I propose to treat this as a capital project and finance it over a 20 year period ($100,000/year) and not pass the burden on to our residents and then adjust rates if needed to maintain the system.
All of Groveport is on Columbus sewer and a portion of the households and industrial parks are already on Columbus water and they all pay an extra 15 percent surcharge that goes directly into the water fund as revenue. If it wasn't for these funds our water fund would be in serious trouble. Why is it ok for some but not the rest? Groveport has grown and prospered because of Columbus sewer and water. So why now do we want to restrict our growth? The proposed rates do not include any increases for maintenance, repair, emergencies, or capital projects they are for the loan amount only. In these economic times how can I justify spending $3.1 million versus $1.6 million? We enjoy many amenities (rec center, Aquatic Center, and a golf course to name a few) not afforded to other towns our size because of our ability to collect income taxes on businesses that call Groveport home because of our contract with Columbus for water.
My hope is that the people will use their heads and not their hearts when making this decision. Make your voice heard and attend the council meeting on June 25 at 6:30 p.m. at the municipal building, 655 Blacklick St.
Edward G. Dildine
Groveport Council member
Cops & Kids Day
On June 9, the Groveport Police Department hosted its annual Cops &Kids Day at Groveport Park.
With officers from more than a dozen local public safety agencies participating, we interacted with kids and allowed them to look at and explore our vehicles. This event is not only enjoyable for the officers, firemen, and rangers, but also helps show that we, as public servants, are approachable and seek to develop valuable relationships with those we serve.
This event would not be possible without the support and generosity of several businesses and individuals including; Accent Stripping, the Anderson's, Arby's, Bob Evans, Buckeye Glass, Big Lots, Buffalo Wild Wings, Build-A-Bear, Burbacher Photography, Cardinal Health, Cyclist Connection, Flyers Pizza, Fifth Third Bank, Frisch's, 1st Service Credit Union, Great Clips, Groveport Cake Décor, Groveport Subway, Kurtz Bros., Little Italy, Meijer, O' Charley's, Red Lobster, Starbucks, Resch's Bakery, Rick Wagner Insurance, 7 Up, Smith's Farm Market, Sonic, Target, Tim Horton's, United McGill, Waffle House, Wal-Mart, Waxman, Frank at Sonic Sounds Entertainment, Groveport parks and recreation and public works departments, Mr. and Mrs. Wayne Caltrider, Donna Thoman, Matt Deskins, and Shawn Cleary. Thanks to all who supported and participated.
Sgt. Josh Short
Groveport Police Department
Support the Groveport Madison school levy
There is a levy on the ballot for Groveport Madison schools that will be a monumental point in the history of the school district.
This levy is not a tax increase and it protects our schools. Without its passage, Groveport Madison will make an additional $8 million in cuts which will include over 100 teachers losing their jobs, cuts to library, special education services, gym and art programs, and the elimination of high school busing. These services are essential to the education of a well-rounded student and the future of Groveport Madison.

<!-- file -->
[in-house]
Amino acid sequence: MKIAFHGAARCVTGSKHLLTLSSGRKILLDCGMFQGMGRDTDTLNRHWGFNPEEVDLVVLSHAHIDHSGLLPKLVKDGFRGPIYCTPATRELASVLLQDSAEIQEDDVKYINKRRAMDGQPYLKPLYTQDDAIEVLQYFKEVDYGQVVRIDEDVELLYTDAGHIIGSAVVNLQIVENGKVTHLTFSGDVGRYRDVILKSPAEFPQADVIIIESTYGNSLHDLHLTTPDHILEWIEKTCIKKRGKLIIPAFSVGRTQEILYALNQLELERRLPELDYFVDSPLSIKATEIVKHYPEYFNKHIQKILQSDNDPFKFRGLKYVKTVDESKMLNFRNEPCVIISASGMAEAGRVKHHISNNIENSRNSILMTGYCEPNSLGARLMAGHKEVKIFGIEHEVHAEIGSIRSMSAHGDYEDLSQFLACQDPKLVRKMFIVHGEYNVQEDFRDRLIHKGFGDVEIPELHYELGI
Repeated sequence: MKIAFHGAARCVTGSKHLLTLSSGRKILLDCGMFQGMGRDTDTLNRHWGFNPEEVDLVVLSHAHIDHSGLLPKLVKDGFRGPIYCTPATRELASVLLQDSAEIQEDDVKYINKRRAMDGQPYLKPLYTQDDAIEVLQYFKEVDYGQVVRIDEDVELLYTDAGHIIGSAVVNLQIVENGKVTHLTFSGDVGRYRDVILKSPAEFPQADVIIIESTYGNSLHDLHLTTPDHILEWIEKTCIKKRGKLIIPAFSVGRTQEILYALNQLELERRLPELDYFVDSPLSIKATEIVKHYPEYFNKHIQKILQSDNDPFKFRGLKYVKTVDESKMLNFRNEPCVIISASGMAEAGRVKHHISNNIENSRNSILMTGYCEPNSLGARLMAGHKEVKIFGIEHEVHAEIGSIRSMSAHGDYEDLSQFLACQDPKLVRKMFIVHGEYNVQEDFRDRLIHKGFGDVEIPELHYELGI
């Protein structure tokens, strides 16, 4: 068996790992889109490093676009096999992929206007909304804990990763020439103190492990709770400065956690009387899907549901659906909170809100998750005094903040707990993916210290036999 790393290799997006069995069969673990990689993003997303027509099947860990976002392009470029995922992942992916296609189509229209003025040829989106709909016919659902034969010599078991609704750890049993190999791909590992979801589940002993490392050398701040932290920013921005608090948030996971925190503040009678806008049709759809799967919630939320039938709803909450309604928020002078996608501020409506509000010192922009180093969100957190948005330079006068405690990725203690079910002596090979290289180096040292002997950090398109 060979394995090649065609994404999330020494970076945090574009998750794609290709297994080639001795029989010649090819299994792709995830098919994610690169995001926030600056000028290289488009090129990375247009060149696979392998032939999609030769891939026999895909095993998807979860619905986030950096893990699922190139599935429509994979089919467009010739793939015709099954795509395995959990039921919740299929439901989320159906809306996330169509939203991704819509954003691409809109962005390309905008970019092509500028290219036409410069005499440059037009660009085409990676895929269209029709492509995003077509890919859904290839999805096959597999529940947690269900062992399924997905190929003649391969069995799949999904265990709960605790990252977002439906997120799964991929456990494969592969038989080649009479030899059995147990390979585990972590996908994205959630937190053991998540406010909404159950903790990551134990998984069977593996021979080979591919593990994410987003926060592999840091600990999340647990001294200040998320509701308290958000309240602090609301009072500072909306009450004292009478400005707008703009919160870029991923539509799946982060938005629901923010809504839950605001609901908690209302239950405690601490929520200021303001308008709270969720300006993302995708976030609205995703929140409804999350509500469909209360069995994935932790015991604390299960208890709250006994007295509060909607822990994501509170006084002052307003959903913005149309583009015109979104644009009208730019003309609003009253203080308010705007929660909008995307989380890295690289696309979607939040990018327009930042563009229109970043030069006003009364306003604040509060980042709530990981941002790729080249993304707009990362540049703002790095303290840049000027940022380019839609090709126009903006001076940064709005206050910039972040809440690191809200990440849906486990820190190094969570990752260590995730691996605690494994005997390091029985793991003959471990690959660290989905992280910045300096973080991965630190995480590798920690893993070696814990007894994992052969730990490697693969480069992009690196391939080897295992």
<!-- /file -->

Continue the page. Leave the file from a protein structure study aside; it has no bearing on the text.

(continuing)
Teachers and administrators have already taken salary freezes and increased their share of health care costs. This along with other cuts that are already in place offset the millions in state funding cuts and decreases in property tax collections that the district has experienced recently.
The need is very real and there isn't an opportunity to procrastinate. We need quality schools to keep our community strong, please join me in voting for Groveport Madison Local Schools' Aug. 7 levy. It is not a tax increase and it is what our community needs to do to protect our schools.
Andy and Maria McGraw
Of levies and fees
I read with much interest, in the May 27 edition of the Southeast Messenger, articles concerning the "pay-to-participate" issues in the Canal Winchester and Groveport Madison school districts.
Several issues concerning these fees stand out as worthy of not only the school district administrators, but also of the families of students' consideration, as well as other local readers.
It's 2012, and times are financially tough for many homeowners and taxpayers. The extracurricular activities are not mandated by state law, no different than the high school busing issue, which I believe was written in 1921. That law could probably be amended to include high school busing. Hello?
I don't begrudge anyone for thinking they can have a free ride like my brother did before he graduated in 1958, and lettered four years in track, was in drama, and was on the yearbook committee, but like I said, this is 2012!
Times "they are a changin.'" As a retired homeowner in the school district, will someone tell me why I should have to continue to support kids I never heard of, when all they want to do is beat a drum in band, or shoot hoops?
Think for a moment, too, about all the taxpayer dollars that could be saved if Ohio would change all of the more than 600 school districts to a similar plan like the state of Florida, which has one school district in each of its 67 counties. Think about it.
On the other hand, if a Groveport Madison student knocks on my door, offering to sell me a candy bar, or something, as a fund raiser activity for his or her extracurricular activity, I'll gladly buy some.
Now then, where are the parents priorities, such as boosters?
Why are they misdirecting their energies toward getting a levy passed when they should be actively thinking of collective fund raiser activities for the kids!
I am a proud recipient of a "Top 30" award from the 2007 Groveport Madison Soccer Association Car Show, and would be glad to participate in other similar activities to help raise funds that support other student fund raising ventures, if only the school district and parents of students would get away from the ludicrous mindset of taxation of property owners, when in fact, the students, parents, and administration should be pressuring the state legislature to create a totally new form of funding public schools, as mandated four times by the Ohio Supreme Court.
Think about it.
Dennis L. Anderson
There's no place like home
"If I ever go looking for my heart's desire again, I won't look any further than my own back yard!" said Dorothy, in "The Wizard of Oz," when she realized all she had been looking for was at home.